In Dawn of the Seeker, they explain that she’s good at fighting dragons because she studied under a group that specializes in killing them. Ok fine. If you take the time to talk to her in Inquisition, Cassandra tells you that she was a teenager when Dawn of the Seeker happened and that it was 18-20 years ago. That would put her somewhere between 36-39 years old. She’s still in the years to be in prime physical form. Yet, when you fight dragons, she does just as much damage to them as she does to everything else. Shouldn’t she do more damage to them since she’s a trained dragon slayer? Maybe double or triple as much? Shouldn’t I do more damage to them if she’s in my party? It would be very easy for her to point out its vulnerable spots are.

The worst offender of the bunch, though is Varric. He is a member of your party almost the entire game in 2. I beat the game, while doing most of the side quests plus the two DLC missions, and I was level 25. At most, he was one level lower than me. So, according to the game, in between 2 and Inquisition, Varric managed to retain the memory of all the events that took place, yet somehow forgot how to fight.

Once again, how does that happen? 

At least in the KOTOR games, there’s an explanation for why the two main characters, who were badass Jedis before the games started, found themselves learning how to fight and/or use the Force again. Here, there is nothing but questions.

WTF Bioware?

Finding a Story

Normally, story ideas just come to me. I could be watching something, reading something, playing a video game, or even listening to a song, and an idea for a story will just pop into my head. Some story ideas, if I’m very excited about them, I’ll start working on them right away. Others, I’ll start working on them and get bored with them early (which is looking like how it’s going to be with Sceptre of Chaos. If you’re a fan of the series, don’t worry. I still plan on finishing it). Still others I’ll file away in hopes that I’ll get around to them eventually.

Having all of these story ideas bouncing around in my head is not always a good thing (especially when I bounce back and forth between a few of them, trying to write them all, and usually end up accomplishing nothing). It also doesn’t help when, instead of using the ideas that I already have, I go looking for new ideas upon which to work. Continue reading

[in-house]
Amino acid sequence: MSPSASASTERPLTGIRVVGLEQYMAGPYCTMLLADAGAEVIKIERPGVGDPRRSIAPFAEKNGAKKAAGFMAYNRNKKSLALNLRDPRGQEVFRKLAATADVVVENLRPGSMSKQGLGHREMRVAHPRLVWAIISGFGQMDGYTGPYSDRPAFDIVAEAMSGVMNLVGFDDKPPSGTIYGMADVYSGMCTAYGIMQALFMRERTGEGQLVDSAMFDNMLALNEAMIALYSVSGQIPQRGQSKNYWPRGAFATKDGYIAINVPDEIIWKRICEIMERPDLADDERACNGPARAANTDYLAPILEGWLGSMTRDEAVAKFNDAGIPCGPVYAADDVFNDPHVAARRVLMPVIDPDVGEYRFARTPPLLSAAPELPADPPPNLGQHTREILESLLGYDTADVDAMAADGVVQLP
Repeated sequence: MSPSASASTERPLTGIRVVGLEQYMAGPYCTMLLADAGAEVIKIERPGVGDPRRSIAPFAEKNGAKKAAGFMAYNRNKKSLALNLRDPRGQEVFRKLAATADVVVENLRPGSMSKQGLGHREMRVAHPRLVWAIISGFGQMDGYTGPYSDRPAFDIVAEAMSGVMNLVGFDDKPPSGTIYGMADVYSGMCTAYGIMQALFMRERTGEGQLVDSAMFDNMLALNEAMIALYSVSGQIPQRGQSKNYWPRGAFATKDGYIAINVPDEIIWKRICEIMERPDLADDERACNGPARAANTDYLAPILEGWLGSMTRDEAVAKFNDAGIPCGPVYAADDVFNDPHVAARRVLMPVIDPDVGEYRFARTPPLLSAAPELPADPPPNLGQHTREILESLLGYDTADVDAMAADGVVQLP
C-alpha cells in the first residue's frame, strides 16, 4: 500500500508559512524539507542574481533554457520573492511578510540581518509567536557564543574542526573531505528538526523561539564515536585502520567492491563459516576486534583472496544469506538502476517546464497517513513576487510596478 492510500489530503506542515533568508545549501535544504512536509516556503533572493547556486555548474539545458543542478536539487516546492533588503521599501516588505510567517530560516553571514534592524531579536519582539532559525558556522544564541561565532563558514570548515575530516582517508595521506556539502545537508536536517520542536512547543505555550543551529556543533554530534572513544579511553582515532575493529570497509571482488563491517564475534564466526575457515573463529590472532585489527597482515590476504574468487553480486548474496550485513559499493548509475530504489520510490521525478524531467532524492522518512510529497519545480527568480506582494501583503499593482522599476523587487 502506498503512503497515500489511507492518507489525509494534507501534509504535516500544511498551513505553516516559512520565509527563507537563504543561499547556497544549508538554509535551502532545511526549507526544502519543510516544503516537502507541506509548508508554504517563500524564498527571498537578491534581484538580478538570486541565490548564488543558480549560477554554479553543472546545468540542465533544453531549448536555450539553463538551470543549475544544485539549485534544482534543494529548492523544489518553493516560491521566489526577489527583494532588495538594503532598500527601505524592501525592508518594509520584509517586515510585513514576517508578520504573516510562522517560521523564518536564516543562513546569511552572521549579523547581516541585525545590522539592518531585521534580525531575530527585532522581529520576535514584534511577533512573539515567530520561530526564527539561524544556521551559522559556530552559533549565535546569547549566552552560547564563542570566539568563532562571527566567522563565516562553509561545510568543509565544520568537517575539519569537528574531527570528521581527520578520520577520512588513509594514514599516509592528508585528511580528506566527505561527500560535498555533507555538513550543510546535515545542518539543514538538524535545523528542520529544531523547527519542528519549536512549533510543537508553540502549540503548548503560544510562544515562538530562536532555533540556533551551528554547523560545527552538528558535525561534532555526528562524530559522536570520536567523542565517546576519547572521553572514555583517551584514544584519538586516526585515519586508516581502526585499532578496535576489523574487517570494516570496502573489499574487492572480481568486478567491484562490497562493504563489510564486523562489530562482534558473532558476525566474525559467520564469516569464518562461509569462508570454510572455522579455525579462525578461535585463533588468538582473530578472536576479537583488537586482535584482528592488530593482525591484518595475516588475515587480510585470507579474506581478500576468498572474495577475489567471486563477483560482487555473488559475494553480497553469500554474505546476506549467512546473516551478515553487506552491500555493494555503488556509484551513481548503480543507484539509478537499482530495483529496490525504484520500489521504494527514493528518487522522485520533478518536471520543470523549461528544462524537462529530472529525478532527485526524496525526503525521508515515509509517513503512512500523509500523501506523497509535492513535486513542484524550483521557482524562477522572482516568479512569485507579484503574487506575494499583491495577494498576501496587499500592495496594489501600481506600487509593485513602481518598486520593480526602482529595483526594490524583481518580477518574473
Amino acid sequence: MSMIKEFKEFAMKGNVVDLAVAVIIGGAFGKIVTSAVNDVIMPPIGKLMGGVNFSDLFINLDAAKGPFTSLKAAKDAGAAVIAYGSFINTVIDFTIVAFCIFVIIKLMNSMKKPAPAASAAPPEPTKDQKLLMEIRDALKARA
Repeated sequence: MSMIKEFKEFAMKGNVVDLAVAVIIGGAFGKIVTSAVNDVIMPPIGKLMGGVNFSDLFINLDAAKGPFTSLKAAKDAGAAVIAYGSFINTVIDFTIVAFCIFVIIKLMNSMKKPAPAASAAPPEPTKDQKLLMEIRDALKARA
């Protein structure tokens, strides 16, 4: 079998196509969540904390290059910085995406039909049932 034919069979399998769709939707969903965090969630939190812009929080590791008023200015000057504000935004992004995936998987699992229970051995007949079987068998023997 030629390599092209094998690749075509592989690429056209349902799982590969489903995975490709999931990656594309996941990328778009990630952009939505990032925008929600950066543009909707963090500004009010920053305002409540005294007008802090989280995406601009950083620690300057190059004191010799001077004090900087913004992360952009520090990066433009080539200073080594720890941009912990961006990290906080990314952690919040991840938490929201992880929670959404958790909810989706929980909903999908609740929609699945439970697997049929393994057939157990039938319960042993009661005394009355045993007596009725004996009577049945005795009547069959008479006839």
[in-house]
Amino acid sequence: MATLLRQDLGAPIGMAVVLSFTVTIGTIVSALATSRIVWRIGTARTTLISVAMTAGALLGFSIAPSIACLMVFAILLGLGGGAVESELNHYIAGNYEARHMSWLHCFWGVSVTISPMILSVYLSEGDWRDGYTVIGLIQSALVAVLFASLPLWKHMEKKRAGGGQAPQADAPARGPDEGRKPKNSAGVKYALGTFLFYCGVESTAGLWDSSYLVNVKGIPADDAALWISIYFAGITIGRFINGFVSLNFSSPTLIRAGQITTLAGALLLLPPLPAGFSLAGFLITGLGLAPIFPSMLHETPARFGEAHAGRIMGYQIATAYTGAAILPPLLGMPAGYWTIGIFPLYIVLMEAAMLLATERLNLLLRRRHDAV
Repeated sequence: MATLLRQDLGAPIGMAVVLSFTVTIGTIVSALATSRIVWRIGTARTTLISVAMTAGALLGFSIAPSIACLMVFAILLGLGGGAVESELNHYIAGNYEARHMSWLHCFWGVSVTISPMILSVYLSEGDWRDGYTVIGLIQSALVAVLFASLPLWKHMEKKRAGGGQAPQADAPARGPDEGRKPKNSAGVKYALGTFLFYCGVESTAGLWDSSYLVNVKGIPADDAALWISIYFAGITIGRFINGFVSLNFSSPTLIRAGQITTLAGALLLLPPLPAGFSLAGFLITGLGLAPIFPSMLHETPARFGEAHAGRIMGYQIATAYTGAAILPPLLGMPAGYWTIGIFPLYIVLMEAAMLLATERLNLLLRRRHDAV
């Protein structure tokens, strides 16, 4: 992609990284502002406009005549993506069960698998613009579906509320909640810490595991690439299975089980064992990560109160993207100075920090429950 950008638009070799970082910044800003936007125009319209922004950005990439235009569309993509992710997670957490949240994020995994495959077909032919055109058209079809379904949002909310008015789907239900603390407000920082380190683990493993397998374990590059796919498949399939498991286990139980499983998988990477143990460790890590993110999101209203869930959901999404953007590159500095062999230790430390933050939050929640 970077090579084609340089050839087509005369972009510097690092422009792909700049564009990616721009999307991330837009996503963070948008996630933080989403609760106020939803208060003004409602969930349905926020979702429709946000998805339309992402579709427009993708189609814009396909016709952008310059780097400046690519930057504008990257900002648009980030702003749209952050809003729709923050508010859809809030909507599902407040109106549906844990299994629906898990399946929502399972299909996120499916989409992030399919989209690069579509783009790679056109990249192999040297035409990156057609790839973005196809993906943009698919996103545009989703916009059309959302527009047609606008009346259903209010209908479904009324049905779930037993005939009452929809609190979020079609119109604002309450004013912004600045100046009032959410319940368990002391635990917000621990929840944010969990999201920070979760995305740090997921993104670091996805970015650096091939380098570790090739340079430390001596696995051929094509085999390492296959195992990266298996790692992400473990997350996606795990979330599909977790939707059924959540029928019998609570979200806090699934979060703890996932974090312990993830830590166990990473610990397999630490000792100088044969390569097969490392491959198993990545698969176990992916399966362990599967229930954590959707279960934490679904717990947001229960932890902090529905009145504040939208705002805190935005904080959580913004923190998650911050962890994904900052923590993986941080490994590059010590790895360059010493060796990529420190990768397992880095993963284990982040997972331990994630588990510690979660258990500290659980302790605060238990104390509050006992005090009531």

Dragon Age 2

The first Dragon Age, Dragon Age: Origins, was another of Bioware’s instant classics, along the lines of KOTOR. Origins was grand in scope, with the future of the world hanging in the balance. It’s a game that you can play multiple times and find something new each time you play it. When I heard that they were making a sequel, I knew that I had to get it as soon as it came out.

Dragon Age 2 has done some things to improve on the first game. The fighting is smoother. The talents are upgraded. The graphics are a lot better. Plus, they let you have the dog without having him use up one of your party slots. There are a few things about the second game that aren’t as good as the first one.

The scope, which they say is grand, you never see because you spend the entire game in one city. It just doesn’t feel like what you’re doing is all that important. The story is just not as good as the first game. Plus they brought back too many people from the first game. I can forgive bringing in Isabella because she was in the first game for all of two minutes. The others, however, are unnecessary. It’s like having R2-D2 and C-3PO in the Star Wars prequels. It’s stupid and takes away from a story that’s already lacking.

It’s still a fun game to play and I plan on playing it again.